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sod over crabgrass.

Discussion in 'Turf Renovation' started by RigglePLC, Aug 29, 2012.

  1. lawns Etc

    lawns Etc LawnSite Silver Member
    Posts: 2,272

    Its done ALOT here too. Some of the biggest do it they mow to the dirt or as close as they can and just put on top! I dont do that but they seem to have pretty good results doing it as I mow several that they have done.
  2. Patriot Services

    Patriot Services LawnSite Fanatic
    Posts: 12,873

    They don't pay any better. These guys will also use the cooked leftovers from the sod dealer.:usflag:
  3. Duekster

    Duekster LawnSite Fanatic
    from DFW, TX
    Posts: 7,961

    The photos does not even show that effort.
  4. Smallaxe

    Smallaxe LawnSite Fanatic
    Posts: 10,081

    The issue of the 'unsettled lawn' is a major reason to NOT till up old turf when putting down sod... not sure how the warm-season sods do, but up here, when you have mostly CG left in a lawn, it is no trouble to put the sod down on top of the dead groundup bodies of the CG or other weeds... of course the time to do it is the season when the high temperatures are consistantly in the 50s and lows are close to freezing...

    before everyone goes on a rant, especially a warm-season grass people rant, let me say that this practice is not a normal practice, but there are circumstances that it make sense to do it and to be afraid of doing it is the sign of a novice... if indoubt ,aerate with multiple passes first, but many times , even that is an unnecessary expense... :)
  5. RigglePLC

    RigglePLC LawnSite Fanatic
    Posts: 12,207

    In an earlier preliminary test bluegrass sod was laid over gly-treated grass, tilled up soil and untreated grass. Shady irrigated site. Sod did fairly well, but eventually weakened and today looks weak--probably due to the shade. Tacked down now after about 8 weeks.
    However when this was repeated in August on a sunny non-irrigated site covered with heavy crabgrass...it wilted and then turned brown in the heat. I started to water it 2 minutes per day. It looks somewhat better.

    The goal is to find what is the most feasable method to restore a poor quality lawn? Without spending a fortune. Clearly letting it dry out--is not the way to go.

    Will gly followed by sod without prep work OK?

    Will short cut followed by sod work OK?

    Can it be reseeded in fall?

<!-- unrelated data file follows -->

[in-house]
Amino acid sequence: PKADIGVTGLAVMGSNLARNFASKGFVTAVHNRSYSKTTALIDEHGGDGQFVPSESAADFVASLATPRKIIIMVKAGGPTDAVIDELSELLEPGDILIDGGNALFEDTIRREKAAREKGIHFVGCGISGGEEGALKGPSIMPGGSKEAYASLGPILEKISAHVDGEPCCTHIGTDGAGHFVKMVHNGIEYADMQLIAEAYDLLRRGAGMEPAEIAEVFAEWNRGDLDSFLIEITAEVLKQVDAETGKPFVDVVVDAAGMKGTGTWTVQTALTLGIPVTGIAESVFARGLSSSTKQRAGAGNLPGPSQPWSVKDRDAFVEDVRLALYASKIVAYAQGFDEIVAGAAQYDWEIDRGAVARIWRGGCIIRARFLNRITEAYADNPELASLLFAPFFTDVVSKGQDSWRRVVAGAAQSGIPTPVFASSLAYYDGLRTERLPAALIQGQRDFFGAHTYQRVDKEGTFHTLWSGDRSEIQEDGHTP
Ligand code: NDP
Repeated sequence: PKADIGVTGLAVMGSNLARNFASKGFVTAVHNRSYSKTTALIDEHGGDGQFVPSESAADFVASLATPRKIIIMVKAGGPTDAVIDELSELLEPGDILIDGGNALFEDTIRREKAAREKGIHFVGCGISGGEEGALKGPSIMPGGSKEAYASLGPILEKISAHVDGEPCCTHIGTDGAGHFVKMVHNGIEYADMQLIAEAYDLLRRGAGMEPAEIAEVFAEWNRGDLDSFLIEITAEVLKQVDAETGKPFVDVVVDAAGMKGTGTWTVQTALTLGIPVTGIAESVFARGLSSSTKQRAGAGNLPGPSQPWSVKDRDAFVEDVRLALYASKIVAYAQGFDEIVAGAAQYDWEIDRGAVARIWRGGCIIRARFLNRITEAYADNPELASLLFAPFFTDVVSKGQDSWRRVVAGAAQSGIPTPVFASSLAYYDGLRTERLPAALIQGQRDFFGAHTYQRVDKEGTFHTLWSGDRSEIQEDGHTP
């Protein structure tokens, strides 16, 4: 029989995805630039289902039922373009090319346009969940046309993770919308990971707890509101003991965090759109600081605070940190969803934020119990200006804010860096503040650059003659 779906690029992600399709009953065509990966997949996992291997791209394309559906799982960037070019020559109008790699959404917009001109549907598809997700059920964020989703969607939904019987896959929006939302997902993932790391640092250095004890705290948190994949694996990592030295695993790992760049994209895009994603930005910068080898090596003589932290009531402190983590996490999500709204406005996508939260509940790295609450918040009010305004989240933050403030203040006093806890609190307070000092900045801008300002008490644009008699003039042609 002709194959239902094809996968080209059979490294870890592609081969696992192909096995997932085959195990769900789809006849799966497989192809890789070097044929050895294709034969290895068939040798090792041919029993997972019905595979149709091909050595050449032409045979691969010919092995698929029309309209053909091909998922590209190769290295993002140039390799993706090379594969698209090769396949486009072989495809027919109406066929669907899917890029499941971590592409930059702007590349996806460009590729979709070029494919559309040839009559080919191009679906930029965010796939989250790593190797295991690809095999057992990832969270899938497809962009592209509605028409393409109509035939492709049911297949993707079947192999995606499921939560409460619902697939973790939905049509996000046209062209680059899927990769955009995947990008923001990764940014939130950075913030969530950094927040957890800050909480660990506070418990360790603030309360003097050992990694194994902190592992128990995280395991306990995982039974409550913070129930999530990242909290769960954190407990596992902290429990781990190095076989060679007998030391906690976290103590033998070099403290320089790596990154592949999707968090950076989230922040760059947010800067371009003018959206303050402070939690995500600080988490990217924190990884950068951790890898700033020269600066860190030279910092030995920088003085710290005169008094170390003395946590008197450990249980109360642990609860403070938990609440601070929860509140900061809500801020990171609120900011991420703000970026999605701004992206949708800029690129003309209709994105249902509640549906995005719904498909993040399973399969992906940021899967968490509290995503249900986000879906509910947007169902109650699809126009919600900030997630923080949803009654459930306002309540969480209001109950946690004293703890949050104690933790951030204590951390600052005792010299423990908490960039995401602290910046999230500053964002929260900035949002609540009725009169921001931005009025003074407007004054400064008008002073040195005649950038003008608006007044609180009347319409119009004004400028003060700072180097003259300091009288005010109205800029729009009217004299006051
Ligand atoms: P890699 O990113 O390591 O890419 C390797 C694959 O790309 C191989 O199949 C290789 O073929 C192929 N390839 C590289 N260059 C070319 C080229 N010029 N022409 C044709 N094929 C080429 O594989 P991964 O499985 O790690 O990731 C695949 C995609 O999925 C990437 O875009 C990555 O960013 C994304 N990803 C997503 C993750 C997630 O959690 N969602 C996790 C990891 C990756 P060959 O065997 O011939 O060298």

In spring?
  6. Patriot Services

    Patriot Services LawnSite Fanatic
    Posts: 12,873

    By the time you punched 1000's of holes I make one pass with the cutter set shallow and angled. Fluffs up about an inch of soil. Rake off the debris and use the wide rakes to make it level. Rolling is also way underrated. I'm just really picky because sod is what all the neighbors see. Not the cheapest but I'm not lacking in sod jobs.
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  7. Green Resistor

    Green Resistor LawnSite Member
    from USA
    Posts: 27

    One thing is certain, crabgrass can't tolerate shade. There is potential to make sod-over take, but more expertise is required, and time.
  8. cgaengineer

    cgaengineer LawnSite Fanatic
    Posts: 15,782

    I've laid sod with nothing more than a power rake and it does fine (Bermuda). It's also great when you have a lawn that the grade is so close to no fall for drainage that any dips and bumps can cause puddling. This would not be my standard practice, but I've done it and the Bermuda is doing fine.

    I've also used a Harley rake and a mini skid tiller. Did not like the tiller.
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    Last edited: Aug 30, 2012
  9. xtreem3d

    xtreem3d LawnSite Senior Member
    Posts: 801

    harley rakes are awesome..too bad you need a 2nd mortgage to buy one :laugh:
  10. Think Green

    Think Green LawnSite Silver Member
    Posts: 2,746

    I have trimmed down weedy lawns to a height of 1/2 inch and no more than 1 inch. The existing grasses were not dense..by no means, and then warm season sod laid on top. Fertilizers were applied before and lime. The warm season sod did fine with ample periodic watering. The plot was level to begin with, so don't get this mixed up with bumpy novice sodding practices. The sod will settle in and will flatten out in time but not to an extent of the existing grade.
    Riggle, I am confused about what you are proving unless you are trying to prove success with mediocre cost involvements.
    I have had numerous issues with cost factors from certain clients that want to skip the grading, complete kill, and soil prep steps to save money to the bottom line. Even after the sod is rolled in the outcome is somewhat iffy. In a pinch, if tilling, rolling, and other soil prep work isn't in the budget of the customer, then you can do the top sod method and have success.............don't know about sodded fescues and bluegrasses.
    One year, a local supplier sold fes-blue sod and made a killing on locals.......but the reality wasn't very prosperous. Let's just say that he didn't hang around long and if he did, his credibility would be bolstered with ridicule.

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